Lundgren, E.
    Göthelid, Mats
    KTH, School of Engineering Sciences (SCI), Applied Physics.
    Structure dependent effect of silicon on the oxidation of Al(111) and Al(100)2019In: Surface Science, ISSN 0039-6028, E-ISSN 1879-2758, Vol. 684, p. 1-11Article in journal (Refereed)
    Abstract [en]

    The effect of sub-monolayer silicon on the oxidation of Al(111) and Al(100) surfaces was investigated using X-ray Photoelectron Spectroscopy (XPS) and density functional theory (DFT) calculations. On both surfaces the adatom site is preferred over substituting Si into the Al-lattice; on Al(100) the four fold hollow site is vastly favored whereas on Al(111) bridge and hollow sites are almost equal in energy. Upon O 2 exposure, Si is not oxidized but buried at the metal/oxide interface under the growing aluminum oxide. On Al(111), Si has a catalytic effect on both the initial oxidation by aiding in creating a higher local oxygen coverage in the early stages of oxidation and, in particular, at higher oxide coverages by facilitating lifting Al from the metal into the oxide. The final oxide, as measured from the Al2p intensity, is 25–30% thicker with Si than without. This observation is valid for both 0.1 monolayer (ML) and 0.3 ML Si coverage. On Al(100), on the other hand, at 0.16 ML Si coverage, the initial oxidation is faster than for the bare surface due to Si island edges being active in the oxide growth. At 0.5 ML Si coverage the oxidation is slower, as the islands coalesce and he amount of edges reduces. Upon oxide formation the effect of Si vanishes as it is overgrown by Al 2 O 3 , and the oxide thickness is only 6% higher than on bare Al(100), for both Si coverages studied. Our findings indicate that, in addition to a vanishing oxygen adsorption energy and Mott potential, a detailed picture of atom exchange and transport at the metal/oxide interface has to be taken into account to explain the limiting oxide thickness.

  • 5.
    Marks, Kess
    et al.
    Stockholm Univ, Fysikum, Dept Phys, S-10691 Stockholm, Sweden..
    Ghadami Yazdi, Milad
    KTH, School of Engineering Sciences (SCI), Applied Physics, Materials and Nanophysics.
    Piskorz, Witold
    Jagiellonian Univ Krakow, Fac Chem, Gronostajowa 2, PL-31387 Krakow, Poland..
    Simonov, Konstantin
    Uppsala Univ, Dept Phys & Astron, S-75120 Uppsala, Sweden..
    Stefanuik, Robert
    Uppsala Univ, Dept Phys & Astron, S-75120 Uppsala, Sweden..
    Sostina, Daria
    Paul Scherrer Inst, CH-5232 Villigen, Switzerland..
    Guarnaccio, Ambra
    CNR, ISM, Tito Scalo Unit, I-85050 Potenza, Italy..
    Ovsyannikov, Ruslan
    Helmholtz Zentrum Berlin Mat & Energie, Inst Methods & Instrumentat Synchrotron Radiat Re, ISRR, D-12489 Berlin, Germany..
    Giangrisostomi, Erika
    Helmholtz Zentrum Berlin Mat & Energie, Inst Methods & Instrumentat Synchrotron Radiat Re, ISRR, D-12489 Berlin, Germany..
    Sassa, Yasmine
    Chalmers Univ Technol, Dept Phys, SE-41296 Gothenburg, Sweden..
    Bachellier, Nicolas
    Paul Scherrer Inst, CH-5232 Villigen, Switzerland..
    Muntwiler, Matthias
    Paul Scherrer Inst, CH-5232 Villigen, Switzerland..
    Johansson, Fredrik O. L.
    Uppsala Univ, Dept Phys & Astron, S-75120 Uppsala, Sweden..
    Lindblad, Andreas
    Uppsala Univ, Dept Phys & Astron, S-75120 Uppsala, Sweden..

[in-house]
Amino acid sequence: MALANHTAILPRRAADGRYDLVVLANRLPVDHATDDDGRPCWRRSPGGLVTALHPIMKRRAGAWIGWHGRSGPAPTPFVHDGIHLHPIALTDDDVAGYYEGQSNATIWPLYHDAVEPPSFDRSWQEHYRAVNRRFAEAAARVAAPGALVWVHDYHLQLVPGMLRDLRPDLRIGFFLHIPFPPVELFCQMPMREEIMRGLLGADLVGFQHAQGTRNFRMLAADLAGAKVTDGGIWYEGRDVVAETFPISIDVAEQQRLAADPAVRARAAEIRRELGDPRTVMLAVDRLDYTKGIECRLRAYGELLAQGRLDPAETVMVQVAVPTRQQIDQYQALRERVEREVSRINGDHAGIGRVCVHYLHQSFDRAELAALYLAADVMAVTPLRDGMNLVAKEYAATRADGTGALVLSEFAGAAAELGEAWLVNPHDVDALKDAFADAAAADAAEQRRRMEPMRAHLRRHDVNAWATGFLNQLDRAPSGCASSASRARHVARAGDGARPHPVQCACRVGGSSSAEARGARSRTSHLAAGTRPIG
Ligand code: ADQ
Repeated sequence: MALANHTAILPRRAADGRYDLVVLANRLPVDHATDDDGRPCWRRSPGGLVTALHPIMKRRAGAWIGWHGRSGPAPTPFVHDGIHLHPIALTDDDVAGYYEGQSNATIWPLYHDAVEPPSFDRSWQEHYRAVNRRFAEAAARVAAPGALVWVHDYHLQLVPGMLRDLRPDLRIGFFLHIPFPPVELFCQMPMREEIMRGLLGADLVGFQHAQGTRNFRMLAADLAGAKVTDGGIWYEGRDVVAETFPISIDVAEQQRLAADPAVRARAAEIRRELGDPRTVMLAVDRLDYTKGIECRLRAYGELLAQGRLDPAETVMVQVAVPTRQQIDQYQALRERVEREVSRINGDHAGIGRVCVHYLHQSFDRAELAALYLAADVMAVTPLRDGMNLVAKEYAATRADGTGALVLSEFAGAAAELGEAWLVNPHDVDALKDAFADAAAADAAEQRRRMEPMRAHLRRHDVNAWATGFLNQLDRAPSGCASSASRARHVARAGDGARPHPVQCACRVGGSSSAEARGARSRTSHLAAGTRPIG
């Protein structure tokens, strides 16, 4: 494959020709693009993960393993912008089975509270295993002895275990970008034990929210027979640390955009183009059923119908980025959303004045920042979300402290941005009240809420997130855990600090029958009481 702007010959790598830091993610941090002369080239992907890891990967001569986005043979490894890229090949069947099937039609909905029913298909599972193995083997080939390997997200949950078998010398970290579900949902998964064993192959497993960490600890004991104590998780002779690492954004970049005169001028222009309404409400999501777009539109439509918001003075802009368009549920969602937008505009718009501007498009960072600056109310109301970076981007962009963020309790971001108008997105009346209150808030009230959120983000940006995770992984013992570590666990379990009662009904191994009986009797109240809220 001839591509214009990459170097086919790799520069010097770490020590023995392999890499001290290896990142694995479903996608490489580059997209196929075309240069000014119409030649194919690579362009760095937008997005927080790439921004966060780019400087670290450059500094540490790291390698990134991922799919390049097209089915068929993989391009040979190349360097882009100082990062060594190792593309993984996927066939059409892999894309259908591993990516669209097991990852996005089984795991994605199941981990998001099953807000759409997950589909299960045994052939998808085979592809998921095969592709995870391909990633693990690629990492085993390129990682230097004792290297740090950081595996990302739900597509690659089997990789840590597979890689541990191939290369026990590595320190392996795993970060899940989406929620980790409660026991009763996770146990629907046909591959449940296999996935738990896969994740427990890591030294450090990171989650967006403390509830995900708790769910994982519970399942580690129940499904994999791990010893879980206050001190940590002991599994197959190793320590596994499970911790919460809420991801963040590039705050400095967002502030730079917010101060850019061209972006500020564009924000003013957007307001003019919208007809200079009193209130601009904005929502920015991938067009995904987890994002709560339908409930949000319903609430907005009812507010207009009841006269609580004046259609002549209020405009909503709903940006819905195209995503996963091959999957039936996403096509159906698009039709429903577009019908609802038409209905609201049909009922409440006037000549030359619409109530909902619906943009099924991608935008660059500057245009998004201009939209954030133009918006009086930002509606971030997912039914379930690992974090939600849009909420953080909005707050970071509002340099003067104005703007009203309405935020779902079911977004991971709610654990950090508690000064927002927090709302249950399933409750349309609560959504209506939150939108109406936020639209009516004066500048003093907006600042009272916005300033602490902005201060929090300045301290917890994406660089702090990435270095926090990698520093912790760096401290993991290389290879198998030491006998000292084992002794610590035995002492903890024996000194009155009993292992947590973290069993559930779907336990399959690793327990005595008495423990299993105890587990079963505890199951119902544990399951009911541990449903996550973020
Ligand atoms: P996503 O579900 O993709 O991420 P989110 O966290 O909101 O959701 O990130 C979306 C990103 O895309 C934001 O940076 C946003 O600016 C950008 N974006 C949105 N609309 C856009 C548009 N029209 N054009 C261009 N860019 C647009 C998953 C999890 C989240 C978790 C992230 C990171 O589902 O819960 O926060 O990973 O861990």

Hansson, Tony
    Stockholm Univ, Fysikum, Dept Phys, S-10691 Stockholm, Sweden..
    Kotarba, Andrzej
    Jagiellonian Univ Krakow, Fac Chem, Gronostajowa 2, PL-31387 Krakow, Poland..
    Engvall, Klas
    KTH, School of Engineering Sciences in Chemistry, Biotechnology and Health (CBH), Chemical Engineering, Process Technology.
    Göthelid, Mats
    KTH, School of Engineering Sciences (SCI), Applied Physics, Materials and Nanophysics.
    Harding, Dan J.
    KTH, School of Engineering Sciences in Chemistry, Biotechnology and Health (CBH), Chemical Engineering.
    Ostrom, Henrik
    Stockholm Univ, Fysikum, Dept Phys, S-10691 Stockholm, Sweden..
    Investigation of the surface species during temperature dependent dehydrogenation of naphthalene on Ni(111)2019In: Journal of Chemical Physics, ISSN 0021-9606, E-ISSN 1089-7690, Vol. 150, no 24, article id 244704Article in journal (Refereed)
    Abstract [en]

    The temperature dependent dehydrogenation of naphthalene on Ni(111) has been investigated using vibrational sum-frequency generation spectroscopy, X-ray photoelectron spectroscopy, scanning tunneling microscopy, and density functional theory with the aim of discerning the reaction mechanism and the intermediates on the surface. At 110 K, multiple layers of naphthalene adsorb on Ni(111); the first layer is a flat lying chemisorbed monolayer, whereas the next layer(s) consist of physisorbed naphthalene. The aromaticity of the carbon rings in the first layer is reduced due to bonding to the surface Ni-atoms. Heating at 200 K causes desorption of the multilayers. At 360 K, the chemisorbed naphthalene monolayer starts dehydrogenating and the geometry of the molecules changes as the dehydrogenated carbon atoms coordinate to the nickel surface; thus, the molecule tilts with respect to the surface, recovering some of its original aromaticity. This effect peaks at 400 K and coincides with hydrogen desorption. Increasing the temperature leads to further dehydrogenation and production of H-2 gas, as well as the formation of carbidic and graphitic surface carbon. 

  • 6.
    Saleemi, Mohsin
    et al.
    KTH, School of Information and Communication Technology (ICT), Materials- and Nano Physics, Functional Materials, FNM.
    Nikkam, Nader
    KTH, School of Information and Communication Technology (ICT), Materials- and Nano Physics, Functional Materials, FNM.
    Ghadami Yazdi, Milad
    KTH, School of Information and Communication Technology (ICT), Materials- and Nano Physics, Functional Materials, FNM.
    Toprak, Muhammet
    KTH, School of Information and Communication Technology (ICT), Materials- and Nano Physics, Functional Materials, FNM.
    Muhammed, Mamoun
    KTH, School of Information and Communication Technology (ICT), Materials- and Nano Physics, Functional Materials, FNM.
    Effect of particles size and surface modification on thermal conductivity and viscosity of alumina nanofluids2013Conference paper (Refereed)
    Abstract [en]